This is the freedom of falling
And the beckoning edges
I had been wrestling with angels, and I
Hobbled by grace.
On cold days and on dry days
My pillow claims I have stigmata.
I continue to wonder what it means to risk identity.
On the plane, I am struck by the sad thought that now, in this place, my relationship to race changes again, and what has been unremarkable or unremarked upon becomes visible and impossible. What seems palpable now is a certain re-hardening of barriers that don’t exist, perhaps can’t exist, in my other world.
This is my race problem: idiosyncratic and home-grown, and not fully explained by the ways I’ve learned to think race, not just yet.
It started with the happy mission group in matching blue shirts, convinced about their power to do good as they re-shape our pentatonic scales with their happy hymns and child-friendly choruses. Bringing music to the Africans. Their conversation about what a privilege it is to “work” in Africa, how their supplies and teachings would bring much-needed light, their sanitary habits provide useful paradigms for Africans, their truth bring freedom to the benighted.
Lighting The Dark Continent.
Africans at the airport—we are so apparent to each other—look at the group with barely concealed disdain, at least Africans like me who have no patience with a newly conceived civilizing mission.
For me, arithmetic, grammar, and history were symbols of the enemy. I resisted them by refusing to let myself be overcome by them. In a word, they did not concern me for I had my mind on other things. I. whose ancestors had been slaves, had decided to be independent.
Three weeks later, I sit at arrivals waiting for my brother to return from Juba. Race is palpable here: the white tourists, the black and brown citizens, the very few black and brown visitors to family here, the business workers, those willing to pay Kshs 100/- for a bottle of soda and those who ask for hot water, and grudgingly part with Kshs 5/-. We have become used to—if not comfortable with—the harassment of brown bodies in the US, grudgingly concede it may not be fair, but, but, but just in case.
We must marvel at how the obscene becomes banal.
Here, in Nairobi, the flies cluster around the café at arrivals, anticipating the flavors of foreign flesh, scouts sent by their cousins, the mosquitoes, who daily feast on the iron-rich blood of foreigners. I remain bloated, not yet desiccated enough to say I really belong, not one of those many Kenyan men who double-loop their belts around wasp-like 26 inch waists.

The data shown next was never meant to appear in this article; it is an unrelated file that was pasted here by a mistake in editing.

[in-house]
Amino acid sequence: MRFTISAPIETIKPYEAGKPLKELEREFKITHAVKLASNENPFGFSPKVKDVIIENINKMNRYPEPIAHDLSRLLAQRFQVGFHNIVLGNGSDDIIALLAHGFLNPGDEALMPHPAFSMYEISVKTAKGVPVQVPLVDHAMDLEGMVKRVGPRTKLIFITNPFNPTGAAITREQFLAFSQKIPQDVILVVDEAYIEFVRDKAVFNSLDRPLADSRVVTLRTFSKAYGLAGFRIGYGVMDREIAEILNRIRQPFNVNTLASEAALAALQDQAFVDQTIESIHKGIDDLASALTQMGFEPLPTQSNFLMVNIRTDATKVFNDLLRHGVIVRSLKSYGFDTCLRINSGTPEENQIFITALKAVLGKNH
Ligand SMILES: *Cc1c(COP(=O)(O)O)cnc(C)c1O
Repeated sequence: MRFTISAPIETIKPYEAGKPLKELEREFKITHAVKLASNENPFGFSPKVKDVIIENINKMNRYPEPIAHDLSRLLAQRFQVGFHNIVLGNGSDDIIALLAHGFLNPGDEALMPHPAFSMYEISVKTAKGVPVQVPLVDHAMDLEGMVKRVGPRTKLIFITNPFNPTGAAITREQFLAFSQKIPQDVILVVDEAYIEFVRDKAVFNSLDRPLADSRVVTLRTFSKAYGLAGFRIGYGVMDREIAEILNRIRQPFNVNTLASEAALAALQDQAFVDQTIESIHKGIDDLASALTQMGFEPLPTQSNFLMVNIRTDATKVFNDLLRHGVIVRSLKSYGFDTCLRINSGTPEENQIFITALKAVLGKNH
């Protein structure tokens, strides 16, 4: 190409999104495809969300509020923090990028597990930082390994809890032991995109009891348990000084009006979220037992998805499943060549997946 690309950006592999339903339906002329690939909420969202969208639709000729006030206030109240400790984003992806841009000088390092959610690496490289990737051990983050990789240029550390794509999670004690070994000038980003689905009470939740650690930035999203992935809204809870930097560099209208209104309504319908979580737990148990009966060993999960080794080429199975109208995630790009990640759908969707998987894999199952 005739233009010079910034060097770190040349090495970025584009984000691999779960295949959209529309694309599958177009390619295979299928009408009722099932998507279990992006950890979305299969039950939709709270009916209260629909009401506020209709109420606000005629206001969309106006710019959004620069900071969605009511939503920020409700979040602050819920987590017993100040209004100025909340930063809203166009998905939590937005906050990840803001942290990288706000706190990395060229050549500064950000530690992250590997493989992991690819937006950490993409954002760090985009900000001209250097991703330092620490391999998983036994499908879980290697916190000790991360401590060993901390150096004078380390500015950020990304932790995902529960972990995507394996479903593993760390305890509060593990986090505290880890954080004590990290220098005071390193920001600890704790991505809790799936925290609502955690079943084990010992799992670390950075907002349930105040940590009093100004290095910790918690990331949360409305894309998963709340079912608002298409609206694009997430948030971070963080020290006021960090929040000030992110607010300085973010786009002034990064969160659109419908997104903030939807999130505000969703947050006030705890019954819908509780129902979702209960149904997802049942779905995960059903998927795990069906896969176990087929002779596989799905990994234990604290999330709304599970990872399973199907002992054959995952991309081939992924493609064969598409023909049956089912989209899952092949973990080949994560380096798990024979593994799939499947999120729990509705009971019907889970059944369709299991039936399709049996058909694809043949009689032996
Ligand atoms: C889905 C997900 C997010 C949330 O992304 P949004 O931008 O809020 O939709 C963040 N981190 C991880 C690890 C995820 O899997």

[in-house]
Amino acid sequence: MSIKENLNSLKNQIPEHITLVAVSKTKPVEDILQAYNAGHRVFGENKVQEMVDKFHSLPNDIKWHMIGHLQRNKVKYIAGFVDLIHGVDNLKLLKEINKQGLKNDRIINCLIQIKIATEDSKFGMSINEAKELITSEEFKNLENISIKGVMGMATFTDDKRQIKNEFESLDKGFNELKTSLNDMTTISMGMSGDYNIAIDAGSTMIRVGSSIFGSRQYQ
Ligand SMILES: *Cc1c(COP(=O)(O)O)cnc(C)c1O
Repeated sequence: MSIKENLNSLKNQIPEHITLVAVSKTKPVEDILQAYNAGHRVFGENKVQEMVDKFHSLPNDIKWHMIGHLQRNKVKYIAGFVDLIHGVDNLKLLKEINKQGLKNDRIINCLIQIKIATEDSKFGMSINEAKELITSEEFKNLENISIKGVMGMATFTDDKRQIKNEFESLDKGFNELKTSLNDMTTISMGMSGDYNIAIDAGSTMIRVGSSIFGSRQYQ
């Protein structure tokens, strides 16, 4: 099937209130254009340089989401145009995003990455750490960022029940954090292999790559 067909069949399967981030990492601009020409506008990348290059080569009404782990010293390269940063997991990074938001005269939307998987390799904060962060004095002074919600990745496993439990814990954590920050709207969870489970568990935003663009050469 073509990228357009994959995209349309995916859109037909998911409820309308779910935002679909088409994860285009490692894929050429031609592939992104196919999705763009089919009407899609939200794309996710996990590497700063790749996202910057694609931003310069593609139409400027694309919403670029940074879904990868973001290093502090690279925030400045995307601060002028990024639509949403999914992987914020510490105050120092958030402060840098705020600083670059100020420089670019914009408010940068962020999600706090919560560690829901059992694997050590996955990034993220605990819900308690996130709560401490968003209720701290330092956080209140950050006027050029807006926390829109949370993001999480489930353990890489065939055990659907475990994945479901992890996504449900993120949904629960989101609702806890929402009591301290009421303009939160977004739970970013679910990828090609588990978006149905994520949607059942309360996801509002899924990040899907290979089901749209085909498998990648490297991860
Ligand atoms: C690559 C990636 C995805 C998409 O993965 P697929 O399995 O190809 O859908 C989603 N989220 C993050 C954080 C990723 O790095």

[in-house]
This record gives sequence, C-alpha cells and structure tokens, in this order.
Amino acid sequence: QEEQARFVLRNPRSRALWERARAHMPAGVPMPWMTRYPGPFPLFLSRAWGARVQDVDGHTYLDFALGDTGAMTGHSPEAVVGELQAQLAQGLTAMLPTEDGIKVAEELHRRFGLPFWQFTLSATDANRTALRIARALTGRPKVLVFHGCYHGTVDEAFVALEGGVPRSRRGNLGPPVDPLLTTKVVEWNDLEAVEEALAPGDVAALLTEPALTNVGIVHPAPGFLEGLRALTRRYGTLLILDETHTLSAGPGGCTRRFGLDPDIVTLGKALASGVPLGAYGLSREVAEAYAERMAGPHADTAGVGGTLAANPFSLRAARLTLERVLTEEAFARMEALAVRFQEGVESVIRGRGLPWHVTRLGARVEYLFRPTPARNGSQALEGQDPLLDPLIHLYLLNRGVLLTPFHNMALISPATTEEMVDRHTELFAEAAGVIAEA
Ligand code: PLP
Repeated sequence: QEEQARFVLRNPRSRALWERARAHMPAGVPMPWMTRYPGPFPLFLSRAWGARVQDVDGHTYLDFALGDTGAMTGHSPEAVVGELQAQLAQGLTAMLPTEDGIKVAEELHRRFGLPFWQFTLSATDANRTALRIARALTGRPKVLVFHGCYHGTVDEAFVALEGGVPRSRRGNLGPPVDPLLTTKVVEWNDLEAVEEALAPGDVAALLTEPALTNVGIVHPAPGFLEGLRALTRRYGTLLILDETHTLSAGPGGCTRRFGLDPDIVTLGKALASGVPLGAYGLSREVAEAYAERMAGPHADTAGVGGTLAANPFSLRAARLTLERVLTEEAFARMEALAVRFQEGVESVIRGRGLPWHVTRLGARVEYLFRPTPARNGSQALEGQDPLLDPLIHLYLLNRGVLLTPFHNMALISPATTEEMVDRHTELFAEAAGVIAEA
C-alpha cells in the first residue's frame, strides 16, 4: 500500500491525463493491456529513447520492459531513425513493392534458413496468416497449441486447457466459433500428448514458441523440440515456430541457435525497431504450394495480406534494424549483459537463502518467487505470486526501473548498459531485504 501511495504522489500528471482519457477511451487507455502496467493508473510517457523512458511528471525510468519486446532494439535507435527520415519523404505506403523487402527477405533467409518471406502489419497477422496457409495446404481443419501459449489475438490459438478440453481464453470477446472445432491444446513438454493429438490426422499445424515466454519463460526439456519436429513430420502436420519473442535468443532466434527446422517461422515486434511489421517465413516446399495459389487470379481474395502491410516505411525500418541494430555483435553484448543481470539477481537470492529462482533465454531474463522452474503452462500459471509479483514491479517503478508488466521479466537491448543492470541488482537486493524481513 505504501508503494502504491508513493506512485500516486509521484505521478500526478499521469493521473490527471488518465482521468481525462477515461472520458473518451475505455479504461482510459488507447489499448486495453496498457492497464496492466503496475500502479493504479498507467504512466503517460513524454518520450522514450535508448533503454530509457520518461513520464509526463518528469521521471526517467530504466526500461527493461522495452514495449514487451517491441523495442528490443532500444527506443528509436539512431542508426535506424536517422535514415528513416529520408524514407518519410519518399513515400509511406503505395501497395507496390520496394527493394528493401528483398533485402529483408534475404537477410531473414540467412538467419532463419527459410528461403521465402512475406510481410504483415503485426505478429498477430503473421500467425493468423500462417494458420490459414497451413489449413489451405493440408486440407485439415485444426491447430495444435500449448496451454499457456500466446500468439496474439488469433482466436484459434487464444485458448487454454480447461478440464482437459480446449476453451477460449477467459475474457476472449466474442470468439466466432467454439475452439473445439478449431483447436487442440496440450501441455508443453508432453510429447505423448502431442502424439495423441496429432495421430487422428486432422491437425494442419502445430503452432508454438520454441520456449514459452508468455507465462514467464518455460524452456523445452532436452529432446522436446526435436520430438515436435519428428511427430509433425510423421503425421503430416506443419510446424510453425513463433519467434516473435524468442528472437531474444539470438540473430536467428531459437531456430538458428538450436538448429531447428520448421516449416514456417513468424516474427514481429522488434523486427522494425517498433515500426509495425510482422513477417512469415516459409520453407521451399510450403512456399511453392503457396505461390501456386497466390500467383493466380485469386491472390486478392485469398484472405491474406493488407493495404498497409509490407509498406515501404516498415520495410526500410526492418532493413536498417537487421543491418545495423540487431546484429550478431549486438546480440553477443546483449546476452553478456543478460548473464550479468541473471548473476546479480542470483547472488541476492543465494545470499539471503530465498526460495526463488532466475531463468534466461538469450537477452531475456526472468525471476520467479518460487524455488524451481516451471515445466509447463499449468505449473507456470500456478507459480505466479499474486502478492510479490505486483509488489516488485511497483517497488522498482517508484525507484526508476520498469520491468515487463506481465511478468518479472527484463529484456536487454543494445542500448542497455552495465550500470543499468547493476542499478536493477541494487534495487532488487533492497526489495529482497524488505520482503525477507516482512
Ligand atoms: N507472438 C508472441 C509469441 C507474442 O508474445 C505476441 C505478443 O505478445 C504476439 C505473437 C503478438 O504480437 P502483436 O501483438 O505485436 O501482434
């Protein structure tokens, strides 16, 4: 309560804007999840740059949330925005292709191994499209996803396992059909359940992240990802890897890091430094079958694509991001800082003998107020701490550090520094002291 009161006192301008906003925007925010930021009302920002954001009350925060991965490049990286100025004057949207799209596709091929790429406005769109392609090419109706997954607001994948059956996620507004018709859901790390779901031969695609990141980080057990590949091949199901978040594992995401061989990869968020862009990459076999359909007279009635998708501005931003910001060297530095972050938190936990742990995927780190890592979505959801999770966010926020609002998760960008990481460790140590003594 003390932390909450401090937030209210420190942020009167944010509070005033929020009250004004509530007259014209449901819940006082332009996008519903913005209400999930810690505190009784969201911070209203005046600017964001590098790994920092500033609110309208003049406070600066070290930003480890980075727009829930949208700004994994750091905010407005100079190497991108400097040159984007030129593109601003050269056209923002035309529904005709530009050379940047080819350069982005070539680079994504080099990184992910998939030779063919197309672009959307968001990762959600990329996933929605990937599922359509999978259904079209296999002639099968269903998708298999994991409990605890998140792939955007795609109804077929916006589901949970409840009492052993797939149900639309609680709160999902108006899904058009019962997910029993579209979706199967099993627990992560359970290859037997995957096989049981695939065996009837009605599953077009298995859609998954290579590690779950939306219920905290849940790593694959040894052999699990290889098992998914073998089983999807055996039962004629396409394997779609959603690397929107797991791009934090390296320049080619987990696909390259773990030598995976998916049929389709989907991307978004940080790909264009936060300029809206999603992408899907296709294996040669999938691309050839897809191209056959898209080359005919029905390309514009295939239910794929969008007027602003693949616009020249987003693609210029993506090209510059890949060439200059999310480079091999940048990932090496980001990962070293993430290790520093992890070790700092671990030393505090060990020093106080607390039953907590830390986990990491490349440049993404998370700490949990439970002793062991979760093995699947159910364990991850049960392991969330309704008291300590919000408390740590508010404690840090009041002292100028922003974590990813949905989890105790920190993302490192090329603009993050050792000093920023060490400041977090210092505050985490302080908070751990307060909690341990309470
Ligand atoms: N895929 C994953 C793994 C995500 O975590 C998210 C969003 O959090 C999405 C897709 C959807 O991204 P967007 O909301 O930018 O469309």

These over-large garments created for other bodies that we don like sackcloth—it might be fitting that business-casual looks like sackcloth.
We have ice-cream. I give most of mine to my nieces, both of whom re-conceive the airport as a playground, playing with and around its barriers. Smart girls. They already know how to work the boundary zones, while we adults stay inside the lines and outside the lines, lined in and lining up.
I wonder if we lost something about the magic of airports: when villages and estates would line up to say goodbye and hello, when one’s face would be spattered with saliva by a grandmother, when younger brothers and cousins would compete to carry suitcases. And we waved. How we waved.
Now we leave alone and return alone, take taxis and abjure those hugs, those kisses, those handshakes.
Is this what it means to be a seasoned traveler? To have lost the flavor of belonging?
We have come to welcome my brother home, as part of the family unit, a sister, a brother, two nieces who will run into the boundary zone to claim “blood of my blood,” “bone of my bone.” Unlike me, he is not a stranger, not a voice heard over a phone over many years. And his welcome is splendid and loud and prolonged.
One could write about taking planes alone and arriving in strange cities, taking taxis and buses and the loneliness of dis-location. But this seems old, done, and the new vistas opened by travel compensate for what lacks, that nagging ache, that indescribable loss.
I wonder how to spell loss in cosmopolitan.
We part ways here, those who travel together while apart, who travel with purpose and because they can, who travel to Africa.
We travel to Africa, and Kenya is in it.
On returning home, I turn to my Illinois notebook and find a fragment:
The flower shop announced that the average age for a child to be molested is between 8 and 11. It exhorted parents to teach children the value of privacy.
I wonder if they sell bouquets: sorry you were molested.